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Pumps made simple

There are different types of pumps available depending on your application we have created this page to help customers to understand more about pumps and to help assist you in selecting your correct product, you are always welcome to contact our helpline for more specific advice on your needs.

Pump Terminology


Single Impellor Pump

Single Impeller Pumps


Single impeller pumps are designed to pump either hot or cold water to a shower or outlet like a tap.
These are most commonly used to pump the hot side of a water system (gravity fed) where the cold water is mains fed.
They are also used as a separate hot and cold pair of pumps, these are used where the cold water storage tank and hot water cylinder are not close in location to each other so for practical reasons two pumps would be used instead of a twin pump.


Twin Impeller Pumps


Twin Impeller Pump

Twin Impeller are designed to pump both hot and cold water to a shower or outlets.
These will pump both hot and cold water at the same time or individually, they are designed to be used on gravity fed water systems.
Twin pumps will work best with showers and mixers alike as they will produce an even pressure (balanced supply) giving better mixing capability’s.
The best position for a twin pump is at the base of the hot water cylinder as they are designed to push water to a device such as a shower.

Positive Head Pumps

A positive head is a pump that is activated by a flow of water, the water flow to activate a pump is normally about 1 liter per minute per side. If you have a small amount of distance between the bottom of the cold water storage tank and the shower head then it is likely that you will not have enough flow to activate the pump.

Typical use for a positive head pump is where you want to boost a slow flowing device such as a tap or shower but there is at least 1 liter per minute of water flowing.

Negative Head Pumps


A negative head pump is a pump that is pressure sensitive and is activated by a drop in pressure between the device and the pump. These are commonly used where there will be little or no flow at the device (shower or tap).

Typical use for a negative head pump would be loft conversions, low head (distance between shower head and bottom of cold storage tank) and whole house applications where a variety of devices are pumped.

Regenerative Impeller

Regenerative Impeller Pumps



Regenerative pumps simply act like a powered water mill grabbing the water and spinning the water around and throwing it out the other side of the impellor, the benefits of a regenerative pump is that they are easier to install and are pretty tough.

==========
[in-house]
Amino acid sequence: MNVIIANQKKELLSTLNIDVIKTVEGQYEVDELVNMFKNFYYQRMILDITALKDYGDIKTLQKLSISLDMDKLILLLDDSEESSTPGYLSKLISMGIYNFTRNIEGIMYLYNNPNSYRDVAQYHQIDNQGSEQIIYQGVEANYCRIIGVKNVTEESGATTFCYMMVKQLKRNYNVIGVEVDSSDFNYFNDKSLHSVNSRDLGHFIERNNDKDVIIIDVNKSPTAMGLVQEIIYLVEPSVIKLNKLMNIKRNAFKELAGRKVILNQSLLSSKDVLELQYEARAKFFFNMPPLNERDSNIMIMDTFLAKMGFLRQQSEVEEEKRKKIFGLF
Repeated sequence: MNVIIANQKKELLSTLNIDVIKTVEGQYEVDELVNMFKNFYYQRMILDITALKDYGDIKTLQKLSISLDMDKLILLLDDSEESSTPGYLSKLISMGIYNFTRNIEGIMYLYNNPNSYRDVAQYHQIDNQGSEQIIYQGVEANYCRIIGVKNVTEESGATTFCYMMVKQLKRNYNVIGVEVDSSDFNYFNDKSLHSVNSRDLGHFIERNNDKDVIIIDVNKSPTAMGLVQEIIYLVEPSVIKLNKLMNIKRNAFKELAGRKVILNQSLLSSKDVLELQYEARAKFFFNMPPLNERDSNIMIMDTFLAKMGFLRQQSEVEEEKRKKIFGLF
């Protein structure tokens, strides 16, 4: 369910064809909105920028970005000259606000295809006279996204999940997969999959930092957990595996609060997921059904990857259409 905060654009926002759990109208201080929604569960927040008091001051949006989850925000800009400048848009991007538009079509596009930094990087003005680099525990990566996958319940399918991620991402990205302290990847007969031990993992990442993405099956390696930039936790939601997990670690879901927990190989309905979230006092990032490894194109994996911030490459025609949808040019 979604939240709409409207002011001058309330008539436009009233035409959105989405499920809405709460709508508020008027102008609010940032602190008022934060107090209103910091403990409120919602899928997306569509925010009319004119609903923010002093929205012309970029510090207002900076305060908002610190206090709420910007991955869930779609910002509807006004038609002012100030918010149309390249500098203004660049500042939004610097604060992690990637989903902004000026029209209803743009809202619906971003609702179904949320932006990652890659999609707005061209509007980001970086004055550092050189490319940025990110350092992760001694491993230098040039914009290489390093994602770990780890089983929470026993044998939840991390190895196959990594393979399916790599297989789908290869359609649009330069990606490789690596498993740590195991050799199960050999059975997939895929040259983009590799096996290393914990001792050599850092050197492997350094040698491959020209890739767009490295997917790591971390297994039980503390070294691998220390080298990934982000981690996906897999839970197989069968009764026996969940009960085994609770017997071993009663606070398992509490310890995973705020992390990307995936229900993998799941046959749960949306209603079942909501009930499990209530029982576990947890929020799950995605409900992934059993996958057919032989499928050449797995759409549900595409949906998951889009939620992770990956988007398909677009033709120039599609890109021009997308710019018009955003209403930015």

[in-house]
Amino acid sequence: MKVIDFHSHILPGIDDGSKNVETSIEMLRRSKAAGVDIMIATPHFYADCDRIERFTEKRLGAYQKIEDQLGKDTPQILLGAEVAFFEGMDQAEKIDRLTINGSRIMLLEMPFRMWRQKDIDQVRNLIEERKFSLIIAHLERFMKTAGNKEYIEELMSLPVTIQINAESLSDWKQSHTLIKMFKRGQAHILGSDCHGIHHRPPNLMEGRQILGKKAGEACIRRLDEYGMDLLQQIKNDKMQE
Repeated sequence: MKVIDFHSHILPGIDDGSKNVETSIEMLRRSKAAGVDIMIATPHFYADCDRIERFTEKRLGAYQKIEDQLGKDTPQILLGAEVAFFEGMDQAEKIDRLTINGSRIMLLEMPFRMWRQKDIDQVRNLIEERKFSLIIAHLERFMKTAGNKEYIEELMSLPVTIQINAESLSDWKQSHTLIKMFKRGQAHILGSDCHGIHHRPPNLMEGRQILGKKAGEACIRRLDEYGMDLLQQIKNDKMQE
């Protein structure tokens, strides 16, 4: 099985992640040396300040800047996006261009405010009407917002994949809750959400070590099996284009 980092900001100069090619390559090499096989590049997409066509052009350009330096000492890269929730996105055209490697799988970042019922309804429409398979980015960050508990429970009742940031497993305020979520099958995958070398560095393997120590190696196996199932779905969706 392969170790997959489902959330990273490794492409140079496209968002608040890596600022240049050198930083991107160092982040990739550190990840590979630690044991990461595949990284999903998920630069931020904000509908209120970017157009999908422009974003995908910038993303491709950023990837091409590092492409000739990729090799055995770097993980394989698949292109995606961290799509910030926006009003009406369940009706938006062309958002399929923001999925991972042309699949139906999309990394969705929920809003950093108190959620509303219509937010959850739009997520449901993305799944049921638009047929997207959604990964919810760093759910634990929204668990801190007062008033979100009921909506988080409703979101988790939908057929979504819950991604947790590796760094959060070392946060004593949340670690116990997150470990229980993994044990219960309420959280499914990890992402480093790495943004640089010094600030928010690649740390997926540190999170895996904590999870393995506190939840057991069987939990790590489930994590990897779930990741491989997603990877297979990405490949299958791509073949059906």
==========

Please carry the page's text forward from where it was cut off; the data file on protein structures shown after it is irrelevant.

Centrifugal Impeller Pumps


Centrifugal Impeller

Centrifugal impeller pumps create a vortex of water with the pressure increasing towards the outside of the impellor, they are harder to install and instructions should be read carefully, the benefits of a centrifugal pump are a greater volume of water at the same pressure as a regenerative pump and quieter in operation.


Applications for a Pump


Pumps are designed to boost the water pressure to devices such as taps and showers where the gravity pressure is not sufficient to give a satisfactory flow to single outlet taps and mixers.

Sometimes it is necessary that a taps or a mixer tap is in need of a boost in pressure for this you would normally use a single impeller booster pump.


Shower Valves and Mixers


Where you need to boost water pressure to showers a twin pump is advisable to give a easily mixed blend of both hot and cold water, sometimes for practical plumbing reasons this is not possible and either two separate pumps are used or cold water is supplied from the mains and hot from a gravity fed supply that is boosted with a single impeller pump.


Bathrooms and En-suites


It is quite normal for a bathroom or en-suite to need a boost of pressure on either hot or cold or both hot and cold water supplies. Basins and WC’s are commonly supplied with mains pressure cold water, the basin as it is considered cleaner and healthier to brush ones teeth in mains cold water and WC’s because most people would not like pump noise late at night.


Whole House Pumping


Pumps are used in whole house pumping for several reasons, to boost the mains water supply via a break tank system where insufficient pressure or flow is available from the mains water. It would be quite common to boost all of the hot and cold water from tank fed supplies to the complete house due to modern styled taps showers and mixers needing a higher pressure to operate nowadays.



Identify your Plumbing System

Identifying your Plumbing System


If you are in any doubt regarding your plumbing system see our Identify your plumbing system information page.